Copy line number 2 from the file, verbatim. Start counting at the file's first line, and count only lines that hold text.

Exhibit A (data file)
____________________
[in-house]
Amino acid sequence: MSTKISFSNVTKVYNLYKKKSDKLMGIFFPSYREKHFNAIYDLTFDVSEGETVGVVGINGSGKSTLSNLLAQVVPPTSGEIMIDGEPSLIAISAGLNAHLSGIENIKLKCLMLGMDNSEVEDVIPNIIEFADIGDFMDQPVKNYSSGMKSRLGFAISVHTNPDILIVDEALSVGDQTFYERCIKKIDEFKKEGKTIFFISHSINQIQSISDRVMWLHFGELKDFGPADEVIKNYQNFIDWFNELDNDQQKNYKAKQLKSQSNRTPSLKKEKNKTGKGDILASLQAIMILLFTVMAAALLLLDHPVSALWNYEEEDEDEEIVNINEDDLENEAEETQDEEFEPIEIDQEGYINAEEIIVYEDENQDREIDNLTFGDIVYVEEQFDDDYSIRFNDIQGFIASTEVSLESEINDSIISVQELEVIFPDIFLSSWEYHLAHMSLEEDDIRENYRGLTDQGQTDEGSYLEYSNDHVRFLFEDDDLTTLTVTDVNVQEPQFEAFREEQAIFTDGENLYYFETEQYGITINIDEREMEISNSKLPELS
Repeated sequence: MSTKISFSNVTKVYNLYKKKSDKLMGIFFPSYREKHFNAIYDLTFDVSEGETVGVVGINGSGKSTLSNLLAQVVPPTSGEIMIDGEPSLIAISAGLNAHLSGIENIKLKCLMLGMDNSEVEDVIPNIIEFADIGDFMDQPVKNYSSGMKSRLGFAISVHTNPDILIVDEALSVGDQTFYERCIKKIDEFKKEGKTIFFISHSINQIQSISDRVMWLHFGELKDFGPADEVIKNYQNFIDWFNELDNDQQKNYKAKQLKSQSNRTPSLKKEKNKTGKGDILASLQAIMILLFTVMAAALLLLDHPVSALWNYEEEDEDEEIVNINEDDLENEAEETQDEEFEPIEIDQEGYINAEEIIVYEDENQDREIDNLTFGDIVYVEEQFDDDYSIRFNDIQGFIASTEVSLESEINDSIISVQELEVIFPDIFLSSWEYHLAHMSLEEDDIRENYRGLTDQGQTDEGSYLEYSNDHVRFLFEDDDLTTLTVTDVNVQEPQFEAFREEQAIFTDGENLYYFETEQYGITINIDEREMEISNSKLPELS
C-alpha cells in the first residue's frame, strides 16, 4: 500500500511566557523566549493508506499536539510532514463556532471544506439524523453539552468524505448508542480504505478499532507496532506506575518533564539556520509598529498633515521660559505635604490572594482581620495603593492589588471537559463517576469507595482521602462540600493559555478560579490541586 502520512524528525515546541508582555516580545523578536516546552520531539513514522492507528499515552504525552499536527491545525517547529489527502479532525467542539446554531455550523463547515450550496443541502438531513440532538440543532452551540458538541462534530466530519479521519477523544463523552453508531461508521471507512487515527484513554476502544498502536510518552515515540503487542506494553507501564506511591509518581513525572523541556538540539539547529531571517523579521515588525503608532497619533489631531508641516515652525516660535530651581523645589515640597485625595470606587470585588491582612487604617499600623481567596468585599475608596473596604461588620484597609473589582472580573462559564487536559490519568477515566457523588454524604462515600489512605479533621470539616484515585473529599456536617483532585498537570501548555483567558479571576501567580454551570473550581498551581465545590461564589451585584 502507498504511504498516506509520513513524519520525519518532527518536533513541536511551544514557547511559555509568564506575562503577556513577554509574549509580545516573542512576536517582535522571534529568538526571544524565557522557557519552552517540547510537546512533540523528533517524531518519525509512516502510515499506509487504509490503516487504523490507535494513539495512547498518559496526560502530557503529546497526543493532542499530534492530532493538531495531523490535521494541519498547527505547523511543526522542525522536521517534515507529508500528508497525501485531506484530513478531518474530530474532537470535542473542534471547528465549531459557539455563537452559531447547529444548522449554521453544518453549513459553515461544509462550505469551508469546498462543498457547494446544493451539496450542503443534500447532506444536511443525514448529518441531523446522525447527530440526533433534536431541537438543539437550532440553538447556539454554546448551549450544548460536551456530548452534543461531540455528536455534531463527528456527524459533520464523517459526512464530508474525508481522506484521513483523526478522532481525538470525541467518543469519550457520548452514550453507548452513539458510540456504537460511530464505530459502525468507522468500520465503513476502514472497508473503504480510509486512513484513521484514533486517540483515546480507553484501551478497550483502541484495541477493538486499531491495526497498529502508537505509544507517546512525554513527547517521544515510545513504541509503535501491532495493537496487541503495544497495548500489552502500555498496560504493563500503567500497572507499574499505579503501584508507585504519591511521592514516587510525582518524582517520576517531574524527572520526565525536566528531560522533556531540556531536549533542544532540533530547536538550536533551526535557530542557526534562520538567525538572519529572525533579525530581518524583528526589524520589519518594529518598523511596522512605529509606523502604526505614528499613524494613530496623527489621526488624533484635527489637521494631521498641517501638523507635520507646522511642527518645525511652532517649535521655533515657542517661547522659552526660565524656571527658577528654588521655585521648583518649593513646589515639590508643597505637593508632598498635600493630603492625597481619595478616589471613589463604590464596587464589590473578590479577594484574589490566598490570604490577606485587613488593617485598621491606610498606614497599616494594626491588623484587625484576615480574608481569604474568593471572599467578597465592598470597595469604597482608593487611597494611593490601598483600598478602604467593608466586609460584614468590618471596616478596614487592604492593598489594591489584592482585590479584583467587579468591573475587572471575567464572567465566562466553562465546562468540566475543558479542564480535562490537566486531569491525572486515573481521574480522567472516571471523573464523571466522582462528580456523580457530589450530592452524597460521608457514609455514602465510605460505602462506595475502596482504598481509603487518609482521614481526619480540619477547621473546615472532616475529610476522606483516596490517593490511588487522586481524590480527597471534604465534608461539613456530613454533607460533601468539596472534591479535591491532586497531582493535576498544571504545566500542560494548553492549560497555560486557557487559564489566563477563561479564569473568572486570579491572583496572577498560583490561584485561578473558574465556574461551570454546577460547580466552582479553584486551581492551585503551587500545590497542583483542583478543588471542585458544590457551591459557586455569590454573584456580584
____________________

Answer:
Amino acid sequence: MSTKISFSNVTKVYNLYKKKSDKLMGIFFPSYREKHFNAIYDLTFDVSEGETVGVVGINGSGKSTLSNLLAQVVPPTSGEIMIDGEPSLIAISAGLNAHLSGIENIKLKCLMLGMDNSEVEDVIPNIIEFADIGDFMDQPVKNYSSGMKSRLGFAISVHTNPDILIVDEALSVGDQTFYERCIKKIDEFKKEGKTIFFISHSINQIQSISDRVMWLHFGELKDFGPADEVIKNYQNFIDWFNELDNDQQKNYKAKQLKSQSNRTPSLKKEKNKTGKGDILASLQAIMILLFTVMAAALLLLDHPVSALWNYEEEDEDEEIVNINEDDLENEAEETQDEEFEPIEIDQEGYINAEEIIVYEDENQDREIDNLTFGDIVYVEEQFDDDYSIRFNDIQGFIASTEVSLESEINDSIISVQELEVIFPDIFLSSWEYHLAHMSLEEDDIRENYRGLTDQGQTDEGSYLEYSNDHVRFLFEDDDLTTLTVTDVNVQEPQFEAFREEQAIFTDGENLYYFETEQYGITINIDEREMEISNSKLPELS